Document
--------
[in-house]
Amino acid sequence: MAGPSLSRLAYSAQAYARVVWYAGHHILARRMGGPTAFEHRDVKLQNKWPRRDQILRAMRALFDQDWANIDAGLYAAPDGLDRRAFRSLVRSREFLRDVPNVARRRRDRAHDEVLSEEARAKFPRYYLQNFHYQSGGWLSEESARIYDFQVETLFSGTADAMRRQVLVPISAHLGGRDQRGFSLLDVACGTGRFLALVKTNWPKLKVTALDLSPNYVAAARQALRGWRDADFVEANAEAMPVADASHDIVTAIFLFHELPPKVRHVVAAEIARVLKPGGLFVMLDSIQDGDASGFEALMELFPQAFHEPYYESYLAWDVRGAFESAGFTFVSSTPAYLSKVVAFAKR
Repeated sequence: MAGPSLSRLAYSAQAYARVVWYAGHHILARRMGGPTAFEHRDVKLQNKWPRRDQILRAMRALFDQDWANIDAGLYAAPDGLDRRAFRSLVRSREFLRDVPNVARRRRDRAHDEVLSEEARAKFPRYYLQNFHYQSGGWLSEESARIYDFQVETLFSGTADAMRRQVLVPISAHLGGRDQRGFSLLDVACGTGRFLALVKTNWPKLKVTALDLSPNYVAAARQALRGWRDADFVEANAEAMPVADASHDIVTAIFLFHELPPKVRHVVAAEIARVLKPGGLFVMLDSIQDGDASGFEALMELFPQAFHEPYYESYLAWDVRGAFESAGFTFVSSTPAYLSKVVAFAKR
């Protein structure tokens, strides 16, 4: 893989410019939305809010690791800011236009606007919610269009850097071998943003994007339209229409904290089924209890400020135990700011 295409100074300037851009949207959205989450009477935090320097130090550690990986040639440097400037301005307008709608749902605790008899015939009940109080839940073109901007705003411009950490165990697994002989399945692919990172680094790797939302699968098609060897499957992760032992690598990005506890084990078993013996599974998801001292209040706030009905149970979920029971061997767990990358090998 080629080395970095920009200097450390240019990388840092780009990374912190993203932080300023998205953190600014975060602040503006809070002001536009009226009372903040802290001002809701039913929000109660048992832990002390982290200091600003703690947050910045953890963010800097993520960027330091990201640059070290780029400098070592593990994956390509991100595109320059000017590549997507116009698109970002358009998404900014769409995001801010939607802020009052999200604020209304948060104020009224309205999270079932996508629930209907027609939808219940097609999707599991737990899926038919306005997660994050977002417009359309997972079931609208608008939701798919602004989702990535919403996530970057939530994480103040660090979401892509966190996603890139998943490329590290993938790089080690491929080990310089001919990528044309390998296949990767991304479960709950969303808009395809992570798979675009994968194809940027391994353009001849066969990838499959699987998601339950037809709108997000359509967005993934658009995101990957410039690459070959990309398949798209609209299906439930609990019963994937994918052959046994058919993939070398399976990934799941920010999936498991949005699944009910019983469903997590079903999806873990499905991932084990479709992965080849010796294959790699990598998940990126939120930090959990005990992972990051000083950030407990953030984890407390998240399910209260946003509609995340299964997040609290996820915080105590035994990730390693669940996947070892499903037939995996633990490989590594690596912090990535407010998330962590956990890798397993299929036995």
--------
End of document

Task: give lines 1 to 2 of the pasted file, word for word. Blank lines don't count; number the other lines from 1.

[in-house]
Amino acid sequence: MAGPSLSRLAYSAQAYARVVWYAGHHILARRMGGPTAFEHRDVKLQNKWPRRDQILRAMRALFDQDWANIDAGLYAAPDGLDRRAFRSLVRSREFLRDVPNVARRRRDRAHDEVLSEEARAKFPRYYLQNFHYQSGGWLSEESARIYDFQVETLFSGTADAMRRQVLVPISAHLGGRDQRGFSLLDVACGTGRFLALVKTNWPKLKVTALDLSPNYVAAARQALRGWRDADFVEANAEAMPVADASHDIVTAIFLFHELPPKVRHVVAAEIARVLKPGGLFVMLDSIQDGDASGFEALMELFPQAFHEPYYESYLAWDVRGAFESAGFTFVSSTPAYLSKVVAFAKR